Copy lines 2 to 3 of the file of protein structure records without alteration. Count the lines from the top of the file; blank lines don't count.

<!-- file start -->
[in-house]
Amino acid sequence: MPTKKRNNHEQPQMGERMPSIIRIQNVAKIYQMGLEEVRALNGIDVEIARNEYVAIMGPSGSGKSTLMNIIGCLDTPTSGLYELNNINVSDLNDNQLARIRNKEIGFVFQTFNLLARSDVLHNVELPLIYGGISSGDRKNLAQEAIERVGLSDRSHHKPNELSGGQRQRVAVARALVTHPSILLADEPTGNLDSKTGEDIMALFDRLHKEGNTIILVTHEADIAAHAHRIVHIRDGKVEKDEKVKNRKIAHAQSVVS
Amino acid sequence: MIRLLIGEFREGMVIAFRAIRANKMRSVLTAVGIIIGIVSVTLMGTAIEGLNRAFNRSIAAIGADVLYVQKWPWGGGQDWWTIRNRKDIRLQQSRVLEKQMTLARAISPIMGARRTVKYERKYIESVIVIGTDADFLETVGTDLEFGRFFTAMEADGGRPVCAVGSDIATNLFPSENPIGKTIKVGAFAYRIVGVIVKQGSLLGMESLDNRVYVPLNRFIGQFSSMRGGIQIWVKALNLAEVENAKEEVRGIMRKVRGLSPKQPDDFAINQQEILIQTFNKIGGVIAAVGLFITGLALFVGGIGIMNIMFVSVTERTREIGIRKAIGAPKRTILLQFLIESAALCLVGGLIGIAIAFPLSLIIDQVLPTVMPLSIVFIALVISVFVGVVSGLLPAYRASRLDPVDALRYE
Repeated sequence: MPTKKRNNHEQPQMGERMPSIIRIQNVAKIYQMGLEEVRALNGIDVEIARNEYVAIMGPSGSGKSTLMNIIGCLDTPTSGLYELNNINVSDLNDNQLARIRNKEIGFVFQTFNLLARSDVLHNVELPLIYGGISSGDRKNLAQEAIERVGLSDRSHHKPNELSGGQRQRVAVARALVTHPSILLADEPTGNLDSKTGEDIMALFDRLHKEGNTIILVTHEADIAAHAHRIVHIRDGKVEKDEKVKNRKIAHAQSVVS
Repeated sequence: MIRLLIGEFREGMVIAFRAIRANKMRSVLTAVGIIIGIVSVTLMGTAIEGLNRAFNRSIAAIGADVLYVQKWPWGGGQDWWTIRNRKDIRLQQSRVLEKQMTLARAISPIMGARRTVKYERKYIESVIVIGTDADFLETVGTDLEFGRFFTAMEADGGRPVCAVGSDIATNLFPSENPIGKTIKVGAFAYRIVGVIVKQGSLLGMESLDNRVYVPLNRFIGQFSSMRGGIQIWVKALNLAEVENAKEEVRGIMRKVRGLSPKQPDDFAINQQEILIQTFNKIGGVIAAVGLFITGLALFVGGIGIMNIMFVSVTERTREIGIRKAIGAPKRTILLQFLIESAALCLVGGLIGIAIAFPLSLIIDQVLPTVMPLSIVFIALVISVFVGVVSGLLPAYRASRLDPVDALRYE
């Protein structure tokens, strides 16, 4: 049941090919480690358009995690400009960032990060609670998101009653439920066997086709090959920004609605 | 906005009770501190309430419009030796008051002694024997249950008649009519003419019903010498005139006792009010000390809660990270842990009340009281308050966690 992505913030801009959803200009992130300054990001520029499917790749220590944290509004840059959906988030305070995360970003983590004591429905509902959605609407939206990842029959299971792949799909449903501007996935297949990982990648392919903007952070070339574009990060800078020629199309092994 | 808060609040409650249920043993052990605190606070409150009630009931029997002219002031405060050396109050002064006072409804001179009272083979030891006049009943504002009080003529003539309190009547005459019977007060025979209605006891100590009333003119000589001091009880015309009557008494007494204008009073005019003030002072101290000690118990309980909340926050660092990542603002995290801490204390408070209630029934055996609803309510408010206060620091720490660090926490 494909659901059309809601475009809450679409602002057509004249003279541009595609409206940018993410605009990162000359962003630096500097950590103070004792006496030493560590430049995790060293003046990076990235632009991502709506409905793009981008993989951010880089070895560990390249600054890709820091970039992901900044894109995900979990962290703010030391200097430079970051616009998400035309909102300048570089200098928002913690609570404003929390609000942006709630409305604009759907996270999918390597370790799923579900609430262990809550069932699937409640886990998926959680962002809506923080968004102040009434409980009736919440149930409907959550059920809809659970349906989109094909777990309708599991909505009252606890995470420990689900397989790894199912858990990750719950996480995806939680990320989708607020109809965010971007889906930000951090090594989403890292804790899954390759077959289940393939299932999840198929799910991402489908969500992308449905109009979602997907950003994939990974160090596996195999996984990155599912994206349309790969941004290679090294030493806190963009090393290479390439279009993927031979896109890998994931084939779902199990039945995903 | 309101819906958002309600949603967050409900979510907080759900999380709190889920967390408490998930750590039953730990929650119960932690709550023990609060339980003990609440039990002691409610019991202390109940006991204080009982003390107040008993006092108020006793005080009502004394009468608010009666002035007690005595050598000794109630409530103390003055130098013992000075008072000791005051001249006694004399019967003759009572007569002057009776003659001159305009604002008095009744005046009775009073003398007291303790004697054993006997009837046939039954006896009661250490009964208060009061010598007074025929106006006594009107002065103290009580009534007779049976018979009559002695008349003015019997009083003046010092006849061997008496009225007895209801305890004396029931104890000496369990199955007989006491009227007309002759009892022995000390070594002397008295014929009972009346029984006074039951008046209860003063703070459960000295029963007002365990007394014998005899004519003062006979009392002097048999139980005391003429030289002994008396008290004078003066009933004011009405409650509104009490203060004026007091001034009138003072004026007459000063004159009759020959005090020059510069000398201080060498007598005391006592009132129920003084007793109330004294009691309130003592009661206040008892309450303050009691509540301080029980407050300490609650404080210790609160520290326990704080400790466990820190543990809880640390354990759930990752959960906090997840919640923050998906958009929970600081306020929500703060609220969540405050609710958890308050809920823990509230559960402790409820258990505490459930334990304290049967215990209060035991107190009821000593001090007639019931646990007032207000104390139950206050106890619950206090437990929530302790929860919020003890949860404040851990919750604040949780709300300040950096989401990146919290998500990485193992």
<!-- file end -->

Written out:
Amino acid sequence: MPTKKRNNHEQPQMGERMPSIIRIQNVAKIYQMGLEEVRALNGIDVEIARNEYVAIMGPSGSGKSTLMNIIGCLDTPTSGLYELNNINVSDLNDNQLARIRNKEIGFVFQTFNLLARSDVLHNVELPLIYGGISSGDRKNLAQEAIERVGLSDRSHHKPNELSGGQRQRVAVARALVTHPSILLADEPTGNLDSKTGEDIMALFDRLHKEGNTIILVTHEADIAAHAHRIVHIRDGKVEKDEKVKNRKIAHAQSVVS
Amino acid sequence: MIRLLIGEFREGMVIAFRAIRANKMRSVLTAVGIIIGIVSVTLMGTAIEGLNRAFNRSIAAIGADVLYVQKWPWGGGQDWWTIRNRKDIRLQQSRVLEKQMTLARAISPIMGARRTVKYERKYIESVIVIGTDADFLETVGTDLEFGRFFTAMEADGGRPVCAVGSDIATNLFPSENPIGKTIKVGAFAYRIVGVIVKQGSLLGMESLDNRVYVPLNRFIGQFSSMRGGIQIWVKALNLAEVENAKEEVRGIMRKVRGLSPKQPDDFAINQQEILIQTFNKIGGVIAAVGLFITGLALFVGGIGIMNIMFVSVTERTREIGIRKAIGAPKRTILLQFLIESAALCLVGGLIGIAIAFPLSLIIDQVLPTVMPLSIVFIALVISVFVGVVSGLLPAYRASRLDPVDALRYE